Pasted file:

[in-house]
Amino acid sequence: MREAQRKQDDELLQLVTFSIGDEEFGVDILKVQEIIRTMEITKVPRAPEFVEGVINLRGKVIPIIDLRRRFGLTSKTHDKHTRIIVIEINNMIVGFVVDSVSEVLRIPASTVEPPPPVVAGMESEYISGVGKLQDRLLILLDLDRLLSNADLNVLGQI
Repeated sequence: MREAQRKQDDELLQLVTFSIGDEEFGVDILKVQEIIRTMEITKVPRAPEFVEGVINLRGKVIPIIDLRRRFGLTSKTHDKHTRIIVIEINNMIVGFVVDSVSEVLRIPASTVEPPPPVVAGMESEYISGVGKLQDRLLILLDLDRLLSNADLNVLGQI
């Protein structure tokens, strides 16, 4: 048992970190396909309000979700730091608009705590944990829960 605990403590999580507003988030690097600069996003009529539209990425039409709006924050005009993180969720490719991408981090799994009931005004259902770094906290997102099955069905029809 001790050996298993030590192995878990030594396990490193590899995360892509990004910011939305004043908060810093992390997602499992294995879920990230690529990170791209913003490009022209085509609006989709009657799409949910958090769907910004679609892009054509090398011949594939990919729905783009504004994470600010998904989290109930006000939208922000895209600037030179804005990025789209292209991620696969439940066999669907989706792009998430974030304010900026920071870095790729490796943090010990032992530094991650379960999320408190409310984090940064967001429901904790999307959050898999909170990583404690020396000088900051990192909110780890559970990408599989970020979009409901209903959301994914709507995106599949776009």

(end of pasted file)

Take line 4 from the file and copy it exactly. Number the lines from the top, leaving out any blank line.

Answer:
């Protein structure tokens, strides 16, 4: 048992970190396909309000979700730091608009705590944990829960 605990403590999580507003988030690097600069996003009529539209990425039409709006924050005009993180969720490719991408981090799994009931005004259902770094906290997102099955069905029809 001790050996298993030590192995878990030594396990490193590899995360892509990004910011939305004043908060810093992390997602499992294995879920990230690529990170791209913003490009022209085509609006989709009657799409949910958090769907910004679609892009054509090398011949594939990919729905783009504004994470600010998904989290109930006000939208922000895209600037030179804005990025789209292209991620696969439940066999669907989706792009998430974030304010900026920071870095790729490796943090010990032992530094991650379960999320408190409310984090940064967001429901904790999307959050898999909170990583404690020396000088900051990192909110780890559970990408599989970020979009409901209903959301994914709507995106599949776009």